Our Community Supported Organic Farm (For Blog Action Day/World Food Day)

I am proud to take part in Blog Action Day Oct 16, 2011

On every Blog Action Day since the first one in 2007, bloggers around the world have come together to focus on one subject. This year we are talking about food. Please click on the B.A.D. badge to visit some of the bloggers from over 80 countries who are taking part in this year's project

We always wondered about getting food from a CSA (Community Supported Agriculture) farm, but didn't really do anything about it until we saw an article in our local paper. It was all about a new farm right here in the Mesilla Valley that was offering weekly, year-round harvest boxes of fresh, organically grown fruits and vegetables. 

We took a ride down to Mesilla and met Charlie and Emily, the farmers at Los Poblanos Organics--and the rest is history. Because our particular CSA allows but does not require a subscription, each week for almost a year now we have ordered our box online.  A few days later we pick up a box full of some of the best food we've ever eaten. There are always optional choices to pick out at the farm--for instance, do we want extra tomatoes or eggplant? Do we prefer cantaloupe or watermelon? We can also order organic meats and other locally produced foods like honey, jam, bread, and eggs from nearby partner farms.

Some of the contents of a harvest box

Why support a local farm? 

1. We get the freshest fruits and vegetables available. They are delicious, and grown without chemicals. Sometimes we learn about foods that are new to us, like pluots, kohlrabi, and kale. There are plenty of recipes available online, although we find that we like most of our fruits as is, and our vegetables fairly plain--steamed and with a minimum of added ingredients. 

2. We get to meet the farmers and see the food that they are growing. Charlie and Emily are a big part of our week now. We get to check out their chickens, look at what's coming up in the fields, and ask  questions about crops and recipes. We also get to see the progress of a flower garden at the farm that is being grown by some nearby home schooled kids.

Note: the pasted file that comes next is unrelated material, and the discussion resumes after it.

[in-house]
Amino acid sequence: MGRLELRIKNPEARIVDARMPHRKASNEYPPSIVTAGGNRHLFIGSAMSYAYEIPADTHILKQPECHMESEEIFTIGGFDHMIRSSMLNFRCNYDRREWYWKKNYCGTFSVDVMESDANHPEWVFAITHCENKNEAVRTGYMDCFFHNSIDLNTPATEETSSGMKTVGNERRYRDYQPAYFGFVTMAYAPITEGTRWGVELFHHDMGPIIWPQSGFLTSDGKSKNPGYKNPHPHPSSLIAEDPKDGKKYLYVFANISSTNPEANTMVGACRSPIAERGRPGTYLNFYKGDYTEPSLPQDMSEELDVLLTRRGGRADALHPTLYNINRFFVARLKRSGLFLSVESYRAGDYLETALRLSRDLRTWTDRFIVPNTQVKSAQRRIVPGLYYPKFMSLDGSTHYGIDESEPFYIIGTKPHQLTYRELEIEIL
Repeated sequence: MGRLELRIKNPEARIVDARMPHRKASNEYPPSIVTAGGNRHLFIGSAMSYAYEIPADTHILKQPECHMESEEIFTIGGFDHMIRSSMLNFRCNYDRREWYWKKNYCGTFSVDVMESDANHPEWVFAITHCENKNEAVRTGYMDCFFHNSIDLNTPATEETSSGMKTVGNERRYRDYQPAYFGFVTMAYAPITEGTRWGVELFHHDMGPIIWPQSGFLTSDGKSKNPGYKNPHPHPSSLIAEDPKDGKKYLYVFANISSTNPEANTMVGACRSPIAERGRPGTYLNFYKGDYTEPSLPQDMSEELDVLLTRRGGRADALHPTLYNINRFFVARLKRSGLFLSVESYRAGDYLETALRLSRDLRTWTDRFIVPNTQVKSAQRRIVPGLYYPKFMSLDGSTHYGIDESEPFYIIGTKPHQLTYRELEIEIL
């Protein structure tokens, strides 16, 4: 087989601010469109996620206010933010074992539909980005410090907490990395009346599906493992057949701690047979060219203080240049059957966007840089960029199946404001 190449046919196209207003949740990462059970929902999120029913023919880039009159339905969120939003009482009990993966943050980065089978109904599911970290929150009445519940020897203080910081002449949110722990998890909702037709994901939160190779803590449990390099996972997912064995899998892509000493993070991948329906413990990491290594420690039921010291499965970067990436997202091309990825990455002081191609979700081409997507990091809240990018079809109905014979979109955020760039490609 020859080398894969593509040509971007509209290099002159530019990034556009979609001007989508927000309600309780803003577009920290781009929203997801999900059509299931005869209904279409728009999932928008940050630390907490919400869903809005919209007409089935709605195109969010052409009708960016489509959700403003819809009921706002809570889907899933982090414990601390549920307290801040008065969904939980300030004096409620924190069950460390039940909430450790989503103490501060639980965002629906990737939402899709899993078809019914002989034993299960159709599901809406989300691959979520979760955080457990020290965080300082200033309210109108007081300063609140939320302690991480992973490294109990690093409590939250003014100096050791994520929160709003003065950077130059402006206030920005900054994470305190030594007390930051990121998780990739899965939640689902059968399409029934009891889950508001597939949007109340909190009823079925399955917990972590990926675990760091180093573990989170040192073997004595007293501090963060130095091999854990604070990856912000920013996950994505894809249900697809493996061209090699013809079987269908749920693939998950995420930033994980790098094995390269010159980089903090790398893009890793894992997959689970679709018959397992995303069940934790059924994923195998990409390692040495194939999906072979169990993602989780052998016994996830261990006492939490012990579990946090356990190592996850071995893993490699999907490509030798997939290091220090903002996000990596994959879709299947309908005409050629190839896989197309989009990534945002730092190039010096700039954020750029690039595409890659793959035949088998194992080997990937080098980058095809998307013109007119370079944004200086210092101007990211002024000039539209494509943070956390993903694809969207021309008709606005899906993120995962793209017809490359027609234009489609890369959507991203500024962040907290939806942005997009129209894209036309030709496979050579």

3. We are feeling pretty darned healthy. With more fruits and vegetables on hand than we have ever had in our lives, we are meeting and exceeding all the daily standards for minimum daily requirements. We are bursting with vitamins and minerals, and have less room for unhealthy foods. We are losing weight, and we find that we crave carrots more than cake. I have no idea how that came about, but it's a good thing!

4. We are helping make a difference to the earth. By supporting both local and organic farming, we are helping prevent pollution through unnecessary transportation of goods from state to state. We reduce our dependence on fossil fuels because our food comes from the place just down the road. By purchasing food grown through non-chemical agricultural practices, we have a small part in improving the soils and protecting the groundwaters in our area.

I hope that you will check out Community Supported Agriculture in your area. You can get started by reading about the movement and locating a nearby farm on the Local Harvest web site

Friday, October 14, 2011

Hand Spinning: The Spindle

Georgia asked in a recent comment about "the spindle" and where that might be located on a spinning wheel. This is the very question that I wanted answered when I first took spinning lessons, because I had been brought up on those fairy tales where the heroine pricks her finger on a spindle. When I was a child I had no idea what that might be. I think now that I had wrongly pictured a distaff, which is the tool (often fastened to the spinning wheel) that holds the unspun fibers.